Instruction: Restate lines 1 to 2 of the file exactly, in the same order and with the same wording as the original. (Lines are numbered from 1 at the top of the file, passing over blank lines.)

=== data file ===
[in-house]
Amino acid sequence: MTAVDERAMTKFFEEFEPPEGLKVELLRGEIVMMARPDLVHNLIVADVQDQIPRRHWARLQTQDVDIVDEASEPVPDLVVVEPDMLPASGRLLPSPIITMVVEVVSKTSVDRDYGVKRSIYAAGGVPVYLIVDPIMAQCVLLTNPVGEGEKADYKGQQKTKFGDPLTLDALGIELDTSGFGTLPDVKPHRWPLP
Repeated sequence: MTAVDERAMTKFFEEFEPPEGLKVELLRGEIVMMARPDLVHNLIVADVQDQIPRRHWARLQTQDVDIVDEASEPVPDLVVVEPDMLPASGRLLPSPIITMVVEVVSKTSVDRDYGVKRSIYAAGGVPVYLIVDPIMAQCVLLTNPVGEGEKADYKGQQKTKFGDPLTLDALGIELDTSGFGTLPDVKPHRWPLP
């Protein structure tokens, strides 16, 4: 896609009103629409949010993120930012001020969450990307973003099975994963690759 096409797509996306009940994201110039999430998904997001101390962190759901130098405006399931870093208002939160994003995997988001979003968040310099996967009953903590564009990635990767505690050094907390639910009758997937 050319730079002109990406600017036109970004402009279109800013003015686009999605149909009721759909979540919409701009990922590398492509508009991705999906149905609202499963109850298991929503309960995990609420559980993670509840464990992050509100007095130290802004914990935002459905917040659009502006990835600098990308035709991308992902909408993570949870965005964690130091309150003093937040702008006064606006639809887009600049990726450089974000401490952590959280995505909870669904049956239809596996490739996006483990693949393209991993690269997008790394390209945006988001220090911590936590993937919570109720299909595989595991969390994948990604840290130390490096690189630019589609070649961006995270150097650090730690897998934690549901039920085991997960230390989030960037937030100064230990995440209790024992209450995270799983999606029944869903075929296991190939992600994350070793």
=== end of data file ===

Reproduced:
[in-house]
Amino acid sequence: MTAVDERAMTKFFEEFEPPEGLKVELLRGEIVMMARPDLVHNLIVADVQDQIPRRHWARLQTQDVDIVDEASEPVPDLVVVEPDMLPASGRLLPSPIITMVVEVVSKTSVDRDYGVKRSIYAAGGVPVYLIVDPIMAQCVLLTNPVGEGEKADYKGQQKTKFGDPLTLDALGIELDTSGFGTLPDVKPHRWPLP